Negative SEO is potentially a very real threat – but for most websites
not a very probable one. It pays to be aware of the possibility, and if
you’re concerned that your competitors might employ such tactics it at
least gives you a heads up on the sort of things that you and your IT
department or partners need to be looking out for. If you truly believe
that your website is under attack through negative SEO, your best bet is
to hire a specialist consultant to help you combat the threat in the short
term. The consultant will typically help you to identify the nature of the
attack and where it’s coming from and to implement a security plan that
will help shield against future attacks.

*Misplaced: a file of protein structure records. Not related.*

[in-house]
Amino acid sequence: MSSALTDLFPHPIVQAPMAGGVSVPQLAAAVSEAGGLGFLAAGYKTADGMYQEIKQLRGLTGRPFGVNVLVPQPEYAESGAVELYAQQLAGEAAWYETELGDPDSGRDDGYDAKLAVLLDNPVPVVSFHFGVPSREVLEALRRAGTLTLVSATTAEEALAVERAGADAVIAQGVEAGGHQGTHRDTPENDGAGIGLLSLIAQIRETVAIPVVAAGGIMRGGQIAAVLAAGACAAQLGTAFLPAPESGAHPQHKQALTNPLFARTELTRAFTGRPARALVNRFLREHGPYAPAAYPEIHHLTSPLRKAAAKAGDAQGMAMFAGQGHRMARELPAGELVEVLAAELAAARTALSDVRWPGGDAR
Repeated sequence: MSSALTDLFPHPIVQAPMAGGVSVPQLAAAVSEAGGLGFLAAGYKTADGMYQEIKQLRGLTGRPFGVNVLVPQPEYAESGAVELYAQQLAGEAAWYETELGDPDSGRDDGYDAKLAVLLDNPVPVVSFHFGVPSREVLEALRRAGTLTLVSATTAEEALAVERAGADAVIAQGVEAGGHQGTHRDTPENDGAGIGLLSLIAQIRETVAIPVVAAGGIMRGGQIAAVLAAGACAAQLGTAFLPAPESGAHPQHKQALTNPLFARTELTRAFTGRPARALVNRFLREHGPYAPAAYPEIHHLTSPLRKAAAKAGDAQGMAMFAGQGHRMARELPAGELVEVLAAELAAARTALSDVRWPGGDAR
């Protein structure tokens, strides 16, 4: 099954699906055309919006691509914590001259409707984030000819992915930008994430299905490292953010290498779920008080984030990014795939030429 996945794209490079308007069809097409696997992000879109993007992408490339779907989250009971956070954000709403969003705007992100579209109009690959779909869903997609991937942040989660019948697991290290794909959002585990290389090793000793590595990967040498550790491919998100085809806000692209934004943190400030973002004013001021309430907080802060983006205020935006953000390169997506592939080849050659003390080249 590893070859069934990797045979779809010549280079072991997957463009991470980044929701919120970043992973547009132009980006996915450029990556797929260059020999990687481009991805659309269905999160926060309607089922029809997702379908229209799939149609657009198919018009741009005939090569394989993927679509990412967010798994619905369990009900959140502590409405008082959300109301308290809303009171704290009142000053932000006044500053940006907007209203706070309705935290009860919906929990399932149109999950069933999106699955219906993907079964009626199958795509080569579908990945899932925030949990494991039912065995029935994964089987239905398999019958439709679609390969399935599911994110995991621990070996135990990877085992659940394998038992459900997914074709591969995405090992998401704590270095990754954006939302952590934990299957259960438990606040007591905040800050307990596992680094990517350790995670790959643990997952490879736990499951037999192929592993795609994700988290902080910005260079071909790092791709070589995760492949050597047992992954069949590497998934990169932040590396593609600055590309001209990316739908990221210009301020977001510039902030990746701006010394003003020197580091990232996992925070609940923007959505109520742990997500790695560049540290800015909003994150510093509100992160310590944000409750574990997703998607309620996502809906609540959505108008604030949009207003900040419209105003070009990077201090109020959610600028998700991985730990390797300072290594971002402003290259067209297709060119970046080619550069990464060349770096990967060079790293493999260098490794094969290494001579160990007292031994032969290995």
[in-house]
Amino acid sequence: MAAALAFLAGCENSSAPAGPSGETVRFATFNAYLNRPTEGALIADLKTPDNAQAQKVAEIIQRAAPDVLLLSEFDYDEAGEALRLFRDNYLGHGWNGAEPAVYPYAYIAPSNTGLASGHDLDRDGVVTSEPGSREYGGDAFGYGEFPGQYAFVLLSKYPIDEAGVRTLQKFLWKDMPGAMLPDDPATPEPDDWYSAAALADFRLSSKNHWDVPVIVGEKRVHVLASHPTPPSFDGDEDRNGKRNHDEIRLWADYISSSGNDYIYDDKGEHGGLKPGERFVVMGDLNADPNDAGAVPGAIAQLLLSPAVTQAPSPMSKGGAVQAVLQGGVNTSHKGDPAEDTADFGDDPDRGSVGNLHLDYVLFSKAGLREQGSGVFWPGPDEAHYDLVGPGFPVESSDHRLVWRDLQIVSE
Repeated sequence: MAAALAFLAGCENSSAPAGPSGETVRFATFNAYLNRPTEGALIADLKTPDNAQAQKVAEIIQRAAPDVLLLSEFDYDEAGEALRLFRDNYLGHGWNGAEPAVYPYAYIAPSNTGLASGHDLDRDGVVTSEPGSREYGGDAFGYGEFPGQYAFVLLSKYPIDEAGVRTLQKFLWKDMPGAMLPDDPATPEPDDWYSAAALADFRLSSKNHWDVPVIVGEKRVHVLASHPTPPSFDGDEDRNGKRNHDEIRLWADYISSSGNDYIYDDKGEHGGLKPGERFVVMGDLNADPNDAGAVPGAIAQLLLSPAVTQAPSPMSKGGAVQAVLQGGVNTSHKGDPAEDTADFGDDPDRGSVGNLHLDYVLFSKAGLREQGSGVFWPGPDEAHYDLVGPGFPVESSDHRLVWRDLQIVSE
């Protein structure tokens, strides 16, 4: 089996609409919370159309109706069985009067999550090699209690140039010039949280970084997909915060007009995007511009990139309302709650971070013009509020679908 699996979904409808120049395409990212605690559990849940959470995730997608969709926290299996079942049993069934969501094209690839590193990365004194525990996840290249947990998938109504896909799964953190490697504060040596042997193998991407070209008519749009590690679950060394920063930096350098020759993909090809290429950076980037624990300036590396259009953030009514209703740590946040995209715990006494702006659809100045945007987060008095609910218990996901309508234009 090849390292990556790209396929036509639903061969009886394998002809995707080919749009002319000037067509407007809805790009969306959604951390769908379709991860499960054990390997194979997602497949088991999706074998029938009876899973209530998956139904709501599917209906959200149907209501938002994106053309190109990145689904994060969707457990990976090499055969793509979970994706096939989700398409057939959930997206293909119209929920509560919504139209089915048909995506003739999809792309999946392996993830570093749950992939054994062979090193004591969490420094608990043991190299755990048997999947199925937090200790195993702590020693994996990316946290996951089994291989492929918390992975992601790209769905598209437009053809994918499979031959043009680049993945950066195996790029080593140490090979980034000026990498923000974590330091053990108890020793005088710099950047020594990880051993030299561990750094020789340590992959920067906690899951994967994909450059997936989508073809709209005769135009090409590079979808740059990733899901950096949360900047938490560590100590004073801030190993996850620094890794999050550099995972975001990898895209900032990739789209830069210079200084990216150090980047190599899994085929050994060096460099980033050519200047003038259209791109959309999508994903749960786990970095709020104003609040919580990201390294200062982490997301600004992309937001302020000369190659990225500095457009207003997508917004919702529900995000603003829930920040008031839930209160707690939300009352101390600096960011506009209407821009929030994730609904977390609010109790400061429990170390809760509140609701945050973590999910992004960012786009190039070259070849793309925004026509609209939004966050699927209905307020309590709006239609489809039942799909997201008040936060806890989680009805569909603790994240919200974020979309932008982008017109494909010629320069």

Bringing in the pros
While SEO and PPC campaigns can certainly be managed in-house, if
you lack specialist search talent and want to fast-track trafﬁc to your site
then bringing in a professional search marketing consultant can pay real
If you decide to bring in an external consultancy to help with your
search marketing, do your homework and choose wisely. There are many
excellent SEOs out there who will do a great job of promoting your
business online, but equally there are unscrupulous companies looking
to exploit the uninitiated. Not all SEO companies are created equal, and
it’s an unfortunate fact that some of them will stray into less-than-ethical
territory to secure high rankings quickly, making them and their services
look good in the short term.
The good news is that, having read this chapter, you’re now armed
with the knowledge you need to engage positively with prospective search
98 Understanding digital marketing